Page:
Glenn Frey vs. Nils Lofgren

Today let me get back on those CD’s that my wife bought for me at a yard sale.  You know the yard sale where she found me roughly 30 CD’s for five dollars.

The other day I pull out the Glenn Fry CD “Strange Weather”.

I really enjoyed this one.  I liked the overall sound, the production and the song writing.

I’m always a bit surprised with myself when I like an album that has a lot of programmed drums.  I think every song on the album except the last is programmed drums.

Obviously Glenn Frey is someone who knows his way around all the elements involved in making a quality album.  He’s just another example of an artist who understands and knows how to use the studio as an instrument.

Now the other day before I listened to this Glenn Fery album I listened to a Nils Lofgren album that was among this pile of CD’s.  It was a “Best of” type album.

I really didn’t care much for this album.

I didn’t care for the sound.  I didn’t care for his voice.  I didn’t care for his song writing.

I thought the guitar playing was OK.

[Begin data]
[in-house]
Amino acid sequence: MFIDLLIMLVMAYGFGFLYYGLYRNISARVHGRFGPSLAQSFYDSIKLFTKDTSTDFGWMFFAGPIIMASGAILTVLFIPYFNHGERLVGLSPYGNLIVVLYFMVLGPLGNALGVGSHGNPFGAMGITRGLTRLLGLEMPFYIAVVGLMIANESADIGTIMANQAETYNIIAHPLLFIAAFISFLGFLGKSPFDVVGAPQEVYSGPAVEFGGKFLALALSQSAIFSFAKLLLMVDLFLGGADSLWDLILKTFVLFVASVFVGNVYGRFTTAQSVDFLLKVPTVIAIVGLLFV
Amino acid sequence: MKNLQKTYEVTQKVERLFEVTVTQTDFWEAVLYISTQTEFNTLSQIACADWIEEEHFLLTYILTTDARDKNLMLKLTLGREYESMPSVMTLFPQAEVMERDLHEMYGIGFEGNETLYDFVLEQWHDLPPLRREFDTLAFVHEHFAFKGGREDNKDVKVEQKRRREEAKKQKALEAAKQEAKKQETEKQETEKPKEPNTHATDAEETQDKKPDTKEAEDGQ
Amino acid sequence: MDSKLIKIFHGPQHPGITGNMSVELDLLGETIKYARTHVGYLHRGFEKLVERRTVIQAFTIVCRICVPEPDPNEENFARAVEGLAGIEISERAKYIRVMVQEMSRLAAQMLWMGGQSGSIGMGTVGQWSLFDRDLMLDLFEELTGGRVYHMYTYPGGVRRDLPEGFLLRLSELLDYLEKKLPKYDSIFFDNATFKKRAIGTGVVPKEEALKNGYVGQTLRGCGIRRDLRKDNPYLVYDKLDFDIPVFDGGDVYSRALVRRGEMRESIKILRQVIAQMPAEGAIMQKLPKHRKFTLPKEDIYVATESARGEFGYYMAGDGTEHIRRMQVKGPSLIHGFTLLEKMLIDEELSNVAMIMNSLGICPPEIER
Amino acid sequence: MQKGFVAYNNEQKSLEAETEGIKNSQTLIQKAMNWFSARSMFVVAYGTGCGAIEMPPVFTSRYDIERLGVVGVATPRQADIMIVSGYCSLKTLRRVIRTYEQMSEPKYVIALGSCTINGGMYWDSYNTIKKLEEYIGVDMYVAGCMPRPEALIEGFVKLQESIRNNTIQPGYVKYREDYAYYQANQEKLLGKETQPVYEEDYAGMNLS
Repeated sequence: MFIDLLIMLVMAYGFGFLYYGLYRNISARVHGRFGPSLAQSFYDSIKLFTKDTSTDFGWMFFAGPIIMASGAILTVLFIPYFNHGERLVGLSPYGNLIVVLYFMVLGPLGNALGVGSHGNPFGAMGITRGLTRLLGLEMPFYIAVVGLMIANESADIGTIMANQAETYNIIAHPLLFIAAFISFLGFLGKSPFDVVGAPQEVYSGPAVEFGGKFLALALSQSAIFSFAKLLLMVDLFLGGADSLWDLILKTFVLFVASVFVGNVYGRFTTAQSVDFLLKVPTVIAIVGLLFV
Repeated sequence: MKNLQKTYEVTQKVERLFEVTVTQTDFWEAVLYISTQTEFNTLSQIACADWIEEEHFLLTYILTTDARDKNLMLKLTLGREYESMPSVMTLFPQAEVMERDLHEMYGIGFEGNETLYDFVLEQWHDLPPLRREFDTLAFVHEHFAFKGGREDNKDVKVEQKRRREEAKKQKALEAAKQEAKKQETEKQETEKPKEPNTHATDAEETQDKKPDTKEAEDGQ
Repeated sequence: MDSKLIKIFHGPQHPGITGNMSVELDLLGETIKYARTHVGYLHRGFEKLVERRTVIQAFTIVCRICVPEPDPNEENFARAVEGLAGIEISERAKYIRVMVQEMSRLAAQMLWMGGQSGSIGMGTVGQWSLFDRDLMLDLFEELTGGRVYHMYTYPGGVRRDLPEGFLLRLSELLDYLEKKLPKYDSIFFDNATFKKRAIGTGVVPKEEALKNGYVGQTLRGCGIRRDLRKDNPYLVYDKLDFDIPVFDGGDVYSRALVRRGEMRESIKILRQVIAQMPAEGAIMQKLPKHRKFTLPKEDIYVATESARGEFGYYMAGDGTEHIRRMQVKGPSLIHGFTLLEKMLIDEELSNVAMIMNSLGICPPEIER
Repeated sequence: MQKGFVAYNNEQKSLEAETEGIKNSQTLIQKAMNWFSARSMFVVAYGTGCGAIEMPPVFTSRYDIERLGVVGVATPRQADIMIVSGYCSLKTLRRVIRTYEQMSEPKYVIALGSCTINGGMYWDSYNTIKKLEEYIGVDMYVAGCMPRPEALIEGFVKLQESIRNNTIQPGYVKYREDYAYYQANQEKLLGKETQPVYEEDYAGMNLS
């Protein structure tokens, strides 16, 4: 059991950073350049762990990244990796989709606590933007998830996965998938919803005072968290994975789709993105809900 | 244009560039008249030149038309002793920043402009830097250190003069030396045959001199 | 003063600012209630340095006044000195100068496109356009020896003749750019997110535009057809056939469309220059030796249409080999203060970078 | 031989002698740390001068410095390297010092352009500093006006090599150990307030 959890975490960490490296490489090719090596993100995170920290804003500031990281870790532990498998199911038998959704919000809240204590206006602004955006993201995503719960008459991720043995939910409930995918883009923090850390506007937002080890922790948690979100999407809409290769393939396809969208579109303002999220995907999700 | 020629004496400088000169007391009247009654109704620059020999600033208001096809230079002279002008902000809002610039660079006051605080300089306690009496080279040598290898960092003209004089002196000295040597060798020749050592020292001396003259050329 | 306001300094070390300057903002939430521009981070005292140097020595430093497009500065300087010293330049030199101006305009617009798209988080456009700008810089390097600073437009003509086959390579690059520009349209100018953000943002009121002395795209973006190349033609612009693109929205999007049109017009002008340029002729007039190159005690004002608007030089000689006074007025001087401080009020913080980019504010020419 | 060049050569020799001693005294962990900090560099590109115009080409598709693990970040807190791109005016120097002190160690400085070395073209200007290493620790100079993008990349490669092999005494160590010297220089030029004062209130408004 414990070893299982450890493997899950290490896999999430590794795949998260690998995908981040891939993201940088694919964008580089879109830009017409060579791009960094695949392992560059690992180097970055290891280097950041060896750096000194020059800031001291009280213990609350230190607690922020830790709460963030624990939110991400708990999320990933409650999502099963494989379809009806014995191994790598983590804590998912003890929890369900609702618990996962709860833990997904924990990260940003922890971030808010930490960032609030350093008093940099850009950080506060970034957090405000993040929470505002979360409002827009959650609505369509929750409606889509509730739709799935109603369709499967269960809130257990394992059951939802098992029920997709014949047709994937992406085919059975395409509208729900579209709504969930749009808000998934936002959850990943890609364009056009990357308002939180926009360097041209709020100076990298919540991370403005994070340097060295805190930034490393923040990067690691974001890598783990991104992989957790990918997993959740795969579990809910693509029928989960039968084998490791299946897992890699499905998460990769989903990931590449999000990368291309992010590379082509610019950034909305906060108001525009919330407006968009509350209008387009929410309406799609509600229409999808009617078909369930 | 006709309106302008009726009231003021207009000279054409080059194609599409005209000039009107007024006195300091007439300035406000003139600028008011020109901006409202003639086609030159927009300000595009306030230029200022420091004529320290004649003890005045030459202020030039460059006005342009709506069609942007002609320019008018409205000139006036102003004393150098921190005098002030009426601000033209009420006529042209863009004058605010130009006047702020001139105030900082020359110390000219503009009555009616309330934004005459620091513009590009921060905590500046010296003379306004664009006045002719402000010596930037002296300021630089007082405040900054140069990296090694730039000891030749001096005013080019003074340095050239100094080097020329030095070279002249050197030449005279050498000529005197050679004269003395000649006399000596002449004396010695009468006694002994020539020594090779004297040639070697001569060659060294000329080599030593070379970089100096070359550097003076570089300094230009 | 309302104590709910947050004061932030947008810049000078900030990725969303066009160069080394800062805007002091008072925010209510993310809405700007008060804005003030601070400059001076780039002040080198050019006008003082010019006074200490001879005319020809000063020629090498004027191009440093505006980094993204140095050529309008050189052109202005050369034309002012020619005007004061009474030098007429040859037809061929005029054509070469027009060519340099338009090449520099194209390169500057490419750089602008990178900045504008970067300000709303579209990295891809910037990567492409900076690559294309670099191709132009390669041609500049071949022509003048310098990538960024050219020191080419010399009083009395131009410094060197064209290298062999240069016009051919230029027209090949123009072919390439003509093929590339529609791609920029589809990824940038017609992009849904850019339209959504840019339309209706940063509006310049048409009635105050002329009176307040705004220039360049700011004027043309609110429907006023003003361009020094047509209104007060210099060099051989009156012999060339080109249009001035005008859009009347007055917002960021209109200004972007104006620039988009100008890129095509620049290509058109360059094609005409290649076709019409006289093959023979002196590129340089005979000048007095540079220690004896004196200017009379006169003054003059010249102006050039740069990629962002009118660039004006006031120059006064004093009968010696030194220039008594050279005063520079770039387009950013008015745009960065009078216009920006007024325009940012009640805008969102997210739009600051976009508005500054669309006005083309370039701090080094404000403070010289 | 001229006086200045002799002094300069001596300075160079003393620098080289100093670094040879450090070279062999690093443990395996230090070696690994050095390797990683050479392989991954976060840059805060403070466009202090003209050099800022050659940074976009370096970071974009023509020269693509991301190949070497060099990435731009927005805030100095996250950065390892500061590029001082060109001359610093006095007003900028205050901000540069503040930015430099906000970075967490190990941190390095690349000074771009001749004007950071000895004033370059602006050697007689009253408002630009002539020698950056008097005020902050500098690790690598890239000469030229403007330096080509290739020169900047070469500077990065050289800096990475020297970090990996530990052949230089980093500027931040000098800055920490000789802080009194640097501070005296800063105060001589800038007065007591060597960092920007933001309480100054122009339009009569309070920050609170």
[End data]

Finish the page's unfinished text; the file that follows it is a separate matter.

All of this is my personal taste but I would best describe his music as cluttered.

His guitar licks were stepping on vocals and the drums were too busy.

I really never was a fan of Nils Lofgren and that maybe due to a lack of exposure to his music.  But this “Best Of” album really didn’t help his cause with me.

Nils Lofgren was a name I heard in the past on several occasion.  After being disappointed by this CD I decided to at least do a little bit of research on his works.  I discovered that he had played with some pretty significant artists such as Bruce Springsteen and Neil Young.

But as a solo artist I just did like him.

So why did I like Glenn Frey?  Why did his album connect with me from the first listen?

I think because he has an understanding of what works.  He knows what is pleasing to the listener.  He understands well crafted simplicity.

© Otis P Smith and About the Groove, 2015. Unauthorized use and/or duplication of this material without express and written permission from this blog’s author and/or owner is strictly prohibited. Excerpts and links may be used, provided that full and clear credit is given to Otis P Smith and About the Groove with appropriate and specific direction to the original content.

Leave a Reply

Fill in your details below or click an icon to log in: Logo

You are commenting using your account. Log Out /  Change )

Google photo

You are commenting using your Google account. Log Out /  Change )

Twitter picture

You are commenting using your Twitter account. Log Out /  Change )

Facebook photo

You are commenting using your Facebook account. Log Out /  Change )

Connecting to %s